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How to be a credible journalist

Updated on September 18, 2016

Journalist

Source

My career

I am a journalist for 22 years. Almost 23. Despite having made my career basically on a small island, Madeira, in Portugal, the matrix of occupation applies worldwide. Well, not at all. There are states where being a journalist is a life of oppression and intimidation.
While today's journalists from reaching the media with courses in journalism, law, or other, more years ago the entry was made on a large percentage of the fall by the common denominator for writing. That was my case.
Then there are many courses and even the possibility of college to do an up-grade the knowledge. But, in essence, the years of experience qualify for the essence of the profession.
There are basic rules with which the journalist has to cement his job, if you want to be respected, not by the ferocity of the pen, but rather the recognition of who is on the other side of which is honest and credible. These two words are vital, although the former is stronger and the second a result of the first. If the journalist is honest with the information acquired and transmitted with accuracy and impartiality, turns out to be recognized for its credibility. That is, the reader or listener, will get used to believe what he says.
However, as the journalist who has care, such as the constant need to cross information sources to be sure of the truth, sometimes incurs some inaccuracies that may affect your status. But in such cases we must take head-on the mistakes and pass that information to the reader. Should be clear that this does not happen often.That has been my stance, even though, may well be right, wrong and now know less correct information to the reader, is the most disturbing things to assimilate.Therefore, we must be careful because sometimes there are attempts to manipulate the journalist in order to convey the particular message.
In this sense, there are six universal principles in journalism that you need to accomplish in each story. For no matter how small.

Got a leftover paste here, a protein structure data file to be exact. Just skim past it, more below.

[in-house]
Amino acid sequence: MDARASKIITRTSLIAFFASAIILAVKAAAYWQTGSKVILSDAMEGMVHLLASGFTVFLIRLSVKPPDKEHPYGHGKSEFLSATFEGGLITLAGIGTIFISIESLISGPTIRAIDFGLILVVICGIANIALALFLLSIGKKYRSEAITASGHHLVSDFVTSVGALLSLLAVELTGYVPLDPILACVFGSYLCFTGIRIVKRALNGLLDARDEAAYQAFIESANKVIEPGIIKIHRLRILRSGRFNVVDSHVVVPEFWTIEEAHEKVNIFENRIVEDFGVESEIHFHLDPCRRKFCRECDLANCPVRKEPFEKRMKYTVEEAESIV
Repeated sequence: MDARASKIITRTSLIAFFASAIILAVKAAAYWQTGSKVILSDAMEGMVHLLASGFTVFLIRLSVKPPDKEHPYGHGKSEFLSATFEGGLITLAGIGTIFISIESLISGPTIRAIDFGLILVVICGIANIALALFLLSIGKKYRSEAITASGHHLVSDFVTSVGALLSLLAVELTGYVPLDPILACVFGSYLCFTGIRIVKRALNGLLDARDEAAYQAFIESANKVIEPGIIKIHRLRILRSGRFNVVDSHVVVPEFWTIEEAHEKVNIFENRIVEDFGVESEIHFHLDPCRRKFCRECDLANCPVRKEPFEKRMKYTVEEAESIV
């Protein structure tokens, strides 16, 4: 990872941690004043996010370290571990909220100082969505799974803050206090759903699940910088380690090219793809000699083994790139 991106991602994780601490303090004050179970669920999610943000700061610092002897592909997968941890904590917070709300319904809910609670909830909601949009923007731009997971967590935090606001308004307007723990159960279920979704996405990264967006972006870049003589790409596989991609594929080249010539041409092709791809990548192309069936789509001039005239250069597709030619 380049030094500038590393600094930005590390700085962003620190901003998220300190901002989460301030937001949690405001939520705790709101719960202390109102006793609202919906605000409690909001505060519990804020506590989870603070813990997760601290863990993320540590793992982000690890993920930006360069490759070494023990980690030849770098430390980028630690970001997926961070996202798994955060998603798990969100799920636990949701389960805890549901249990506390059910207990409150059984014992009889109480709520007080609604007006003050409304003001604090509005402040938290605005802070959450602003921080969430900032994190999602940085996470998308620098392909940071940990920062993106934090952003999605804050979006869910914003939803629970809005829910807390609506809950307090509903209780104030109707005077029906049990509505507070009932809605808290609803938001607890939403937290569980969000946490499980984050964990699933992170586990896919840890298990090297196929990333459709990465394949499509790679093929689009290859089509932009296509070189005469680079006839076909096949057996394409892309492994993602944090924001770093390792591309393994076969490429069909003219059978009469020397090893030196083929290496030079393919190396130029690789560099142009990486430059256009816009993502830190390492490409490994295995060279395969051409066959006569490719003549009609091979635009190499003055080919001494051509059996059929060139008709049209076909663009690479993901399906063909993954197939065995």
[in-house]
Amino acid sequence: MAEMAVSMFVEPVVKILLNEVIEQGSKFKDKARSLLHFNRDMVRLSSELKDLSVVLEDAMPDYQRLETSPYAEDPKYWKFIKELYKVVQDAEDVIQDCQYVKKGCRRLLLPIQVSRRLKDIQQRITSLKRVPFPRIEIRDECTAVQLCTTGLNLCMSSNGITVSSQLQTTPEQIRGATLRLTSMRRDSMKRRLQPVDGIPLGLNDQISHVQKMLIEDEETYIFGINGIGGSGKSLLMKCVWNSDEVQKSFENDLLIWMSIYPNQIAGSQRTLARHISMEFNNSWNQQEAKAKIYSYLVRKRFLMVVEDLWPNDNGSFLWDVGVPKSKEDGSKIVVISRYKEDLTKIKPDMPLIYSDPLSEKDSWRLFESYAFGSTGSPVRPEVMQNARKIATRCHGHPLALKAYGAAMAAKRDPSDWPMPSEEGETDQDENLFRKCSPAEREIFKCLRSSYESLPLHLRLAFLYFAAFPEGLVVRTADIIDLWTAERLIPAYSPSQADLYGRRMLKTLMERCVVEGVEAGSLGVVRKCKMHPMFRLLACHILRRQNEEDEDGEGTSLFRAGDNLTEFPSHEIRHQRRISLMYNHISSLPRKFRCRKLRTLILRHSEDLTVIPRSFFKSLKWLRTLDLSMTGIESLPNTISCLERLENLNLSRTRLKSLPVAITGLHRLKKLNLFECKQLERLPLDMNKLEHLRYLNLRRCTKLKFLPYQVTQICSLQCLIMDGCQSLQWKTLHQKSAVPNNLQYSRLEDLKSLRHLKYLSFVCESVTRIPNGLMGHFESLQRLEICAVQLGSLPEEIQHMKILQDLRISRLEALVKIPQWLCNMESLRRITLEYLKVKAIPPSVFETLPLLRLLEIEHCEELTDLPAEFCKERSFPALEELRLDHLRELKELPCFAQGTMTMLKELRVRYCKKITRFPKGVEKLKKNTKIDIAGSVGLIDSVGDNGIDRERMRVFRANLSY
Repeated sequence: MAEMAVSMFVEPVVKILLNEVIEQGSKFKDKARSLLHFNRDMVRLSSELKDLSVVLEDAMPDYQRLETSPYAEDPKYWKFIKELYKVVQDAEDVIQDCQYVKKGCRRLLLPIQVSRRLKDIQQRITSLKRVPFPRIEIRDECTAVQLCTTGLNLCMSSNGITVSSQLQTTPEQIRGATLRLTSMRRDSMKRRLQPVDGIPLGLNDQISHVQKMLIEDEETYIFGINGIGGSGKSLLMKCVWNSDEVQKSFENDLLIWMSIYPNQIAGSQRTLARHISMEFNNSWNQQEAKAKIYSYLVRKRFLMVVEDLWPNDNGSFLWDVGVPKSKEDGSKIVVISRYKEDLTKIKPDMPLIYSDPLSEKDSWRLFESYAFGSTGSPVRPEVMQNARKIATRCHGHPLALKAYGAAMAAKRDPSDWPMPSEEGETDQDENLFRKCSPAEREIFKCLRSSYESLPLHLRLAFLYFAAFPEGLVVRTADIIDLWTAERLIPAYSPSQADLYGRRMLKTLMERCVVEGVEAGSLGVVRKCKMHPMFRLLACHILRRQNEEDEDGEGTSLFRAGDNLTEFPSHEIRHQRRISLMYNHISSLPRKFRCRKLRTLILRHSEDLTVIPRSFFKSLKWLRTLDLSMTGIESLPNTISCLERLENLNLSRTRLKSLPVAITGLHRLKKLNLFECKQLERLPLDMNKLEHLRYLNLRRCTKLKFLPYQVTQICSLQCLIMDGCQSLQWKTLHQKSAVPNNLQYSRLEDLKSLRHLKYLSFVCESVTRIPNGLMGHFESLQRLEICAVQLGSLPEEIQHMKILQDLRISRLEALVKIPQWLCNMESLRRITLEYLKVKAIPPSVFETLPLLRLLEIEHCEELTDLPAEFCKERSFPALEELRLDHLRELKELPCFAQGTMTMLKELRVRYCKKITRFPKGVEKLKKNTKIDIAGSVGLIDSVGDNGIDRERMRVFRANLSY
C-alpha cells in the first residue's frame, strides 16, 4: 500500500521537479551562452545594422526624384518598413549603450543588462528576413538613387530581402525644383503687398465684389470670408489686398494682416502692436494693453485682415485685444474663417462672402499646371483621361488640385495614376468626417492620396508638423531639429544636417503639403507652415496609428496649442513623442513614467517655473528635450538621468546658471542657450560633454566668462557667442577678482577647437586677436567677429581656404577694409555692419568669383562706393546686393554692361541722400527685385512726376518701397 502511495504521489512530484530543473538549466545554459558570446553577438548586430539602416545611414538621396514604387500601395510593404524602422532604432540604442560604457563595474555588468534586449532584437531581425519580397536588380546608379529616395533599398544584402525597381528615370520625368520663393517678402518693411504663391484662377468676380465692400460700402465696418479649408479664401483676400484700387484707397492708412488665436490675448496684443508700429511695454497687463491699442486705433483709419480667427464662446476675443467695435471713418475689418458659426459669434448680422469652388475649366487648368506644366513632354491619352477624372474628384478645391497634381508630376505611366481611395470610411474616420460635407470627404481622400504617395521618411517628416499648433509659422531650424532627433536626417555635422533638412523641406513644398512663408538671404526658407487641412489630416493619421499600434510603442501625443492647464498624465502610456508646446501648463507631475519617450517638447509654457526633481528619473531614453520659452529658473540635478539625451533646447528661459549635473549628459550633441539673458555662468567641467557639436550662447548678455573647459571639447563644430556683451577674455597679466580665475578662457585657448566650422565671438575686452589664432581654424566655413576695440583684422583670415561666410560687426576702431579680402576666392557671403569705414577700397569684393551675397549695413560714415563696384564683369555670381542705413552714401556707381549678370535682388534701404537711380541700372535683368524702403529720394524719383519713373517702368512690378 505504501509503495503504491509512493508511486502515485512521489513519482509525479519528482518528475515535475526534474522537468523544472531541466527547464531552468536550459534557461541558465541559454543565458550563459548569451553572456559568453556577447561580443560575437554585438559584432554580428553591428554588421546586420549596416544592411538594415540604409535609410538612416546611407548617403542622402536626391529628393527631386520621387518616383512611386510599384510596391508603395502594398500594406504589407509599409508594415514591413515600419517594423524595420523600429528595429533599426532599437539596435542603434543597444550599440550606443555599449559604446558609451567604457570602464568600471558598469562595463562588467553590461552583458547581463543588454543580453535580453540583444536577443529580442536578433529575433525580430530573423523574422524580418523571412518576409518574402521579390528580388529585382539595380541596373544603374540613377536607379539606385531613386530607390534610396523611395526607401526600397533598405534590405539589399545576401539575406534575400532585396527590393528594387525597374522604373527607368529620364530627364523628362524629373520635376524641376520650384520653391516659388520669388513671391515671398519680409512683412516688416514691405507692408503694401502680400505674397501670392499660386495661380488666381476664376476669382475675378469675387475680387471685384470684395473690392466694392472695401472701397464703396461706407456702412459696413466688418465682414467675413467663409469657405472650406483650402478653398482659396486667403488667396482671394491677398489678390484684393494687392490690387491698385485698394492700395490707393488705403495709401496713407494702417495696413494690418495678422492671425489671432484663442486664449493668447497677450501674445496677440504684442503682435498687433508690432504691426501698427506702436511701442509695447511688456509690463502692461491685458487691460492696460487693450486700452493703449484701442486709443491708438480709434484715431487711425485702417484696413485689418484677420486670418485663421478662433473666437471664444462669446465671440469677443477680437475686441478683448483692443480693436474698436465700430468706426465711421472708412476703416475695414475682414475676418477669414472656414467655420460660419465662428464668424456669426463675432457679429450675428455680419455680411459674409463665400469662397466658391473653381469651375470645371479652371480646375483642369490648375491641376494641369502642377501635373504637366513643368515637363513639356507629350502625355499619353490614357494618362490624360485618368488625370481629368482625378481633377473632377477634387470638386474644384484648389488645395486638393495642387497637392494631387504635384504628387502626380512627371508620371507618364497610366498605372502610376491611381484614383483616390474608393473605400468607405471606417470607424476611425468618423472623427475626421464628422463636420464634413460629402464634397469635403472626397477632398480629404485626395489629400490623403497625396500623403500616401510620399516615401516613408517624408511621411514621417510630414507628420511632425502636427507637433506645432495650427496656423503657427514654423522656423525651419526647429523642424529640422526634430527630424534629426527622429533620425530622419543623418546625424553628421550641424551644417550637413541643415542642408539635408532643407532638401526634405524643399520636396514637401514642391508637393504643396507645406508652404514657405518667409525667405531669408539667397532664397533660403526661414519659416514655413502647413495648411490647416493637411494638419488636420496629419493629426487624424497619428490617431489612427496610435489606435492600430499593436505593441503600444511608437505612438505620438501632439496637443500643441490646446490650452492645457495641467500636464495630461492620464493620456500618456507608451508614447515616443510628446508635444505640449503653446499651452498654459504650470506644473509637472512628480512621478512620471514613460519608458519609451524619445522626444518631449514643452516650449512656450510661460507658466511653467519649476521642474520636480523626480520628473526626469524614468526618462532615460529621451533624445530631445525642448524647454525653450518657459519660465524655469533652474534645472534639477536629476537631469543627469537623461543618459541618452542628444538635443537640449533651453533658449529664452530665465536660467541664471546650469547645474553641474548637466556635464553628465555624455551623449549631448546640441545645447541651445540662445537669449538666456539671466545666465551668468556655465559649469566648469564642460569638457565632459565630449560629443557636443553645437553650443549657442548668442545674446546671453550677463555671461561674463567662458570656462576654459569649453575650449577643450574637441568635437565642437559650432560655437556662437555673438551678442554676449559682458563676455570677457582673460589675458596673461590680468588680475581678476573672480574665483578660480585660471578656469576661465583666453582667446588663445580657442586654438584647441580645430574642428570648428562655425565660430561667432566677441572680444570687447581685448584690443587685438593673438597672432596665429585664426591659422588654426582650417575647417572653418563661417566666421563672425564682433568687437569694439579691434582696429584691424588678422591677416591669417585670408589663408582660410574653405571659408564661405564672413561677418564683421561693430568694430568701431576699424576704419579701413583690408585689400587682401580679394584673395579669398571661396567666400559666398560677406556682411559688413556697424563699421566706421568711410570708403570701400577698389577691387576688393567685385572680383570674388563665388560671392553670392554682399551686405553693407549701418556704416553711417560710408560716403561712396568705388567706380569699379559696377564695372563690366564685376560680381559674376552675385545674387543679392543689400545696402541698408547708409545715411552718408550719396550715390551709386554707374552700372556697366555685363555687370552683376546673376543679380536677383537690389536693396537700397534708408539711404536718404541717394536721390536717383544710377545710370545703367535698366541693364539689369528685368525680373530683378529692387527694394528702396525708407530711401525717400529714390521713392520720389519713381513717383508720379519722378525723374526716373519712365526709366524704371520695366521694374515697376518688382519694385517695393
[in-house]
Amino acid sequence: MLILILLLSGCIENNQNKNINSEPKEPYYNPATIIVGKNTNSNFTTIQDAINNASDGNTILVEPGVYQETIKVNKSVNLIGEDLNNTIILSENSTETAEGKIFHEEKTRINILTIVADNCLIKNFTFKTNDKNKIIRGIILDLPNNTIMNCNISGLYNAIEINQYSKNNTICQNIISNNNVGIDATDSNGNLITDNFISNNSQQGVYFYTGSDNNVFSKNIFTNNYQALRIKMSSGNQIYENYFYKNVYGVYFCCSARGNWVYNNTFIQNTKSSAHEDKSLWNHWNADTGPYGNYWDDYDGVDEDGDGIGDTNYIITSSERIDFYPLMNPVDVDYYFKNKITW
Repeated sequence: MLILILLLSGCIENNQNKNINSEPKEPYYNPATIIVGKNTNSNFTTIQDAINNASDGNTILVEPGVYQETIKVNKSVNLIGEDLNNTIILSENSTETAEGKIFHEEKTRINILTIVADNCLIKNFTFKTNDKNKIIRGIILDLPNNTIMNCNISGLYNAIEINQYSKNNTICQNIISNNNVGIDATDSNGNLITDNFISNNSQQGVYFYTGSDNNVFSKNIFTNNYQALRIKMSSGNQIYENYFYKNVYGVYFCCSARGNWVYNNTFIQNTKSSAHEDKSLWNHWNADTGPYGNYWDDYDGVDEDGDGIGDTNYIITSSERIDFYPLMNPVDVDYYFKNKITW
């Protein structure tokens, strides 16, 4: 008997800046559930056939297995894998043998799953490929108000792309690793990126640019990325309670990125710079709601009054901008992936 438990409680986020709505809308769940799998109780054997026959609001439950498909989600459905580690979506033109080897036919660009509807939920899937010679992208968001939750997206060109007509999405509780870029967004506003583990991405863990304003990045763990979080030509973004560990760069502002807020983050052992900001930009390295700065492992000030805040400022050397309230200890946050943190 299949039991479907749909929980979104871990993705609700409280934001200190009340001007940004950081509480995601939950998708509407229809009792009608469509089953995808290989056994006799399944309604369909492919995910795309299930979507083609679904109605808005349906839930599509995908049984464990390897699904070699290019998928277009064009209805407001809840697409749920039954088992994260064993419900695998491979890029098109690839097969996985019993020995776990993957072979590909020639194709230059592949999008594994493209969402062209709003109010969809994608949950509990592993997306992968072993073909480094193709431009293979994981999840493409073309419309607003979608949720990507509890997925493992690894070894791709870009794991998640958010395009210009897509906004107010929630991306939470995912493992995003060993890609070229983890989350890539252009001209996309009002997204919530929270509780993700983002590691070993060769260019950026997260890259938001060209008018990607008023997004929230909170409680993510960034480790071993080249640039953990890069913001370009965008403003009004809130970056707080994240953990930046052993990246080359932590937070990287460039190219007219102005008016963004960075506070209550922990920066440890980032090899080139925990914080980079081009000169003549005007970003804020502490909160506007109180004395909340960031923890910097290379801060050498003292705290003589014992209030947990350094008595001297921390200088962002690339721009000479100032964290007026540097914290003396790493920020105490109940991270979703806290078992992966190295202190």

These are the six golden rules of journalism:

- What (that should explain what happened, what will happen, or what is happening, mostly used in radio and television in direct)

- Who (in the case, Mr X, the President, the institution, and so forth)

- When (you must specify the time, day of week and may also have the time or as time of day, morning, afternoon and evening)

- Where (which indicates where it happened)

- How (conditions)

- Why (revealing the motives and reasons).

So after these basic rules, the journalist has a long way toward affirming in journalism.
We need know to have a sniff to news, to escape the routine of the news agenda, which are usually marked by all the media. Even here, the journalist must seek to bring a different news, but can’t stop making the news for which he was entrusted by his superiors. You have to be creative within the standards.

And when I say sniff news is how to escape the routine and go in search of novelties that are out there everywhere.

Then you must have a balance in the news. The journalist does not have to be a champion of misfortune or the opposite. That is, can’t always look that bad, or otherwise, nor have a 90% good news and bring out the 10% who are ill.
There is a maxim in journalism that is "bad news, good news." Without the consumer has a voracious appetite for the bad news, the woes of others, but the truth is that I see the opposite in this maxim. I would said that is the minimum in journalism. It’s time to be agents of change in morbid chip that is in every one of us.

So, after these words, what paths to follow someone who wants to follow journalism? Should study and acquire as many skills as possible to get stronger in journalism, given that most training will meet the practical day-to-day with the daily experience with reality.

Comments

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    • Paul Berod profile imageAUTHOR

      Paulo Camacho 

      7 years ago from Funchal, Madeira island, Portugal

      MojoJojo49,thanks for the comment. I think it is a duty to share.

      regards,

      Paul

    • MojoJojo49 profile image

      MojoJojo49 

      7 years ago

      Great hub. Good insight. Thanks for sharing.

    • Paul Berod profile imageAUTHOR

      Paulo Camacho 

      7 years ago from Funchal, Madeira island, Portugal

      Tony,I am happy to read comments like this. Makes me feel like I'm on track.

      regards,

      Paul

    • tonymac04 profile image

      Tony McGregor 

      7 years ago from South Africa

      As an ex-journalist myself this made interesting and useful reading, thank you.

      Love and peace

      Tony

    • Paul Berod profile imageAUTHOR

      Paulo Camacho 

      7 years ago from Funchal, Madeira island, Portugal

      Erik, thanks for your comment. I'm happy to share my thoughts.

      Paul Berod

    • Erik Parker profile image

      Eric Parker 

      7 years ago from Fort Worth, Texas

      I'm a former journalist, so I enjoyed this Hub. Thanks for posting it!

      Erik

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